June 19, 2020
Two teachers’ unions in Texas have strong objections to Gov. Greg Abbott’s plan for reopening public schools in August. They’re criticizing the governor’s lack of transparency with educators.
Abbott told lawmakers yesterday that schools would reopen in the fall for in-person instruction. Remote learning will be available for families with health concerns, Texas Education Commissioner Mike Morath told The Texas Tribune.
School districts will not be required to mandate masks or Covid-19 testing for students, according to a spokesperson for the Texas Education Agency (TEA), the branch of the state government responsible for public education. The TEA will announce additional reopening guidelines on Tuesday.Most Popular In: Education
“Texas AFT says a big ‘Hell No’ to what looks like a return to normal in August,” said the Texas American Federation of Teachers (AFT) President Zeph Capo in a statement. “We are not in normal times. We won’t sacrifice our members and students for politics.” He criticized the governor’s plan to reopen without proper precautions, and he encouraged the use of masks at schools “whenever possible.”
Texas State Teachers Association (TSTA) President Noel Candelaria also spoke out against Abbott in a statement, saying that reopening schools too soon will endanger “the health and safety of millions of Texas schoolchildren, educators and their families.”
The TSTA released its own safety standards for in-person instruction, which include “robust” testing and contact tracing, frequent temperature checks, and an adequate supply of masks and gloves for all students, teachers and visitors. TSTA Spokesperson Clay Robison wrote in an email that neither Abbott nor Morath contacted the association before deciding to reopen schools, forgoing the input of educators who are most at risk in Abbott’s plan.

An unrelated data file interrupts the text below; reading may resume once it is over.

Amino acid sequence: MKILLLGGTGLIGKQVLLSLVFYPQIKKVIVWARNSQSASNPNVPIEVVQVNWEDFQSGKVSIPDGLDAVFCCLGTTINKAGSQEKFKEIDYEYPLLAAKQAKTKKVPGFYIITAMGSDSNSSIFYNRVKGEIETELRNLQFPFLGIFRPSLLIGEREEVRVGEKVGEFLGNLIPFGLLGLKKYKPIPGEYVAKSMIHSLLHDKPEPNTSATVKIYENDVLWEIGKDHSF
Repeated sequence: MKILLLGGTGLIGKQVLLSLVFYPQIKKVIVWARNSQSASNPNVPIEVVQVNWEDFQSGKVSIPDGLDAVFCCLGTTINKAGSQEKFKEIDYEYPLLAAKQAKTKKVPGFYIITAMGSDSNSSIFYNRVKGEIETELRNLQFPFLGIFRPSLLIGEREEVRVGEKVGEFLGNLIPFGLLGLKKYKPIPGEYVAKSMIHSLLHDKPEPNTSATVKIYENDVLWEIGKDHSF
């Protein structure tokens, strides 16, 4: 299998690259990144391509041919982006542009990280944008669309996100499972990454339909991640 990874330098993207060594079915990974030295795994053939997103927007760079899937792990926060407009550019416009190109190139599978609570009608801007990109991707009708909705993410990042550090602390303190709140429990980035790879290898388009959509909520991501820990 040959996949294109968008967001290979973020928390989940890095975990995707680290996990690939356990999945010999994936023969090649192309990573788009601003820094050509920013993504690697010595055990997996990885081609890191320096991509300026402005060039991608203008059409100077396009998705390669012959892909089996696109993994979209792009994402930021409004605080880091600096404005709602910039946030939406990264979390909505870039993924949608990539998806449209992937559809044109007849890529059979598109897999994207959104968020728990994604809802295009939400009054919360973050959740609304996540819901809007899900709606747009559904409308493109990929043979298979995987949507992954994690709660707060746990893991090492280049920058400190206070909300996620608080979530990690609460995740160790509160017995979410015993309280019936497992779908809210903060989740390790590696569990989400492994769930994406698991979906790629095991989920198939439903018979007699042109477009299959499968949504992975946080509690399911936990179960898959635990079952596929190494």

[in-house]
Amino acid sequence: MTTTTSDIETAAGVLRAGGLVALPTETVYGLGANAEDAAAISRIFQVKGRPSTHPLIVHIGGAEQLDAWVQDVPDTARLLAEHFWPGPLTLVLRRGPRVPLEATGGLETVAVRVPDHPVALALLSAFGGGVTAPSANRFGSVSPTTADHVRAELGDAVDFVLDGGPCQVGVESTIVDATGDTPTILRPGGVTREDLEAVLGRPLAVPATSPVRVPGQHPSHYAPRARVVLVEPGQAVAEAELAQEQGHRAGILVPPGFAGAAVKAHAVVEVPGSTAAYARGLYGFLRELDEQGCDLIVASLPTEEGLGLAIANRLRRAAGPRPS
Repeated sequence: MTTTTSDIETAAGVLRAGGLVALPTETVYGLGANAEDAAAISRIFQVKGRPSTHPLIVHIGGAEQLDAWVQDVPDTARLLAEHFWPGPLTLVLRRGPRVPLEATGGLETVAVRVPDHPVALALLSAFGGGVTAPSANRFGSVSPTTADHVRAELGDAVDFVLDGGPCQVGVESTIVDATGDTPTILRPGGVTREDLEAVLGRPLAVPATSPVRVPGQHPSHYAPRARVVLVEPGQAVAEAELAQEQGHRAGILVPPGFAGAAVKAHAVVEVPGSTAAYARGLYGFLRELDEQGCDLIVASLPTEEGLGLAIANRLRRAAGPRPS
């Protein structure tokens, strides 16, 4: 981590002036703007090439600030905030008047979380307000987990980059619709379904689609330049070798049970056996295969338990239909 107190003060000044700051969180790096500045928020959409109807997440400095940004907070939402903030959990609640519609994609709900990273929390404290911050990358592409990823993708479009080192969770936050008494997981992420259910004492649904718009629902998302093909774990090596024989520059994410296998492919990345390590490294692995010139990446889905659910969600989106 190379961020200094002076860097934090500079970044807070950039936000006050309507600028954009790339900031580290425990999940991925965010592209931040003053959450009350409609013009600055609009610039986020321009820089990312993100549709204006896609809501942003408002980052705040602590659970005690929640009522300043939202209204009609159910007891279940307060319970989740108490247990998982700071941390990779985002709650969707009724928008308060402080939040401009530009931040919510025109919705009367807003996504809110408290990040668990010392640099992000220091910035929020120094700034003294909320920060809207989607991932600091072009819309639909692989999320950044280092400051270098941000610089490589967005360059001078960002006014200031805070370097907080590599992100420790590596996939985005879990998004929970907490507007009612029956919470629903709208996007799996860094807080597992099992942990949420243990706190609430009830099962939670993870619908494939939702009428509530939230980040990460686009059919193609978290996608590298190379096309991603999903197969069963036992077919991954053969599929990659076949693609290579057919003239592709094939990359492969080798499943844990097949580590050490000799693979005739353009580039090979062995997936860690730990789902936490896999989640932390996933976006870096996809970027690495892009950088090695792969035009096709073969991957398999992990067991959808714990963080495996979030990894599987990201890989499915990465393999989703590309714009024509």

The national union, the National Education Association, also recommends that communities have robust testing, contact-tracing, and case-isolation measures before opening schools. Its guidelines say students and staff should undergo routine temperature checks and wear masks throughout the school day except during meals.
“The pandemic hasn’t even peaked in Texas yet,” TSTA’s Robison said. “We believe we have been seeing record numbers of new Covid cases partly because the governor prematurely allowed restaurants, amusement venues and other businesses to reopen.”
Nearly 100,000 Texans have tested positive for coronavirus. Around 3,500 people tested positive and 3,000 were hospitalized for the virus on June 18, a record high for both categories.
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